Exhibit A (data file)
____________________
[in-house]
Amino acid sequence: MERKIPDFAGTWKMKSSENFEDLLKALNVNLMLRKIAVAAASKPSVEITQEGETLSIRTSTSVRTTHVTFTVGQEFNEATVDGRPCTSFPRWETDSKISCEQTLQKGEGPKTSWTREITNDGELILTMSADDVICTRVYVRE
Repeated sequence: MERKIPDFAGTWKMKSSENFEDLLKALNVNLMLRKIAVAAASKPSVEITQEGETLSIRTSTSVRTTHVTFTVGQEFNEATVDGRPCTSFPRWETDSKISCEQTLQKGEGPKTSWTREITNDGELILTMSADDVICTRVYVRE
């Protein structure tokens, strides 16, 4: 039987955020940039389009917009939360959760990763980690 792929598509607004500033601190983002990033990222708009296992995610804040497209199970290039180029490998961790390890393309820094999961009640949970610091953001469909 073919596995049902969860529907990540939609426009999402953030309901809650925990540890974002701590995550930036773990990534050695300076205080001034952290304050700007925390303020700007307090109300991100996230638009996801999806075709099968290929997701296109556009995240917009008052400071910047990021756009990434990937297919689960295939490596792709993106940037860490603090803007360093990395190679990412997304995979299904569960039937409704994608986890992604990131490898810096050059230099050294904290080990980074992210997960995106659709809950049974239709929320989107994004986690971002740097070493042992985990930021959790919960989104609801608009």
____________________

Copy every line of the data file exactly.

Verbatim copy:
[in-house]
Amino acid sequence: MERKIPDFAGTWKMKSSENFEDLLKALNVNLMLRKIAVAAASKPSVEITQEGETLSIRTSTSVRTTHVTFTVGQEFNEATVDGRPCTSFPRWETDSKISCEQTLQKGEGPKTSWTREITNDGELILTMSADDVICTRVYVRE
Repeated sequence: MERKIPDFAGTWKMKSSENFEDLLKALNVNLMLRKIAVAAASKPSVEITQEGETLSIRTSTSVRTTHVTFTVGQEFNEATVDGRPCTSFPRWETDSKISCEQTLQKGEGPKTSWTREITNDGELILTMSADDVICTRVYVRE
């Protein structure tokens, strides 16, 4: 039987955020940039389009917009939360959760990763980690 792929598509607004500033601190983002990033990222708009296992995610804040497209199970290039180029490998961790390890393309820094999961009640949970610091953001469909 073919596995049902969860529907990540939609426009999402953030309901809650925990540890974002701590995550930036773990990534050695300076205080001034952290304050700007925390303020700007307090109300991100996230638009996801999806075709099968290929997701296109556009995240917009008052400071910047990021756009990434990937297919689960295939490596792709993106940037860490603090803007360093990395190679990412997304995979299904569960039937409704994608986890992604990131490898810096050059230099050294904290080990980074992210997960995106659709809950049974239709929320989107994004986690971002740097070493042992985990930021959790919960989104609801608009």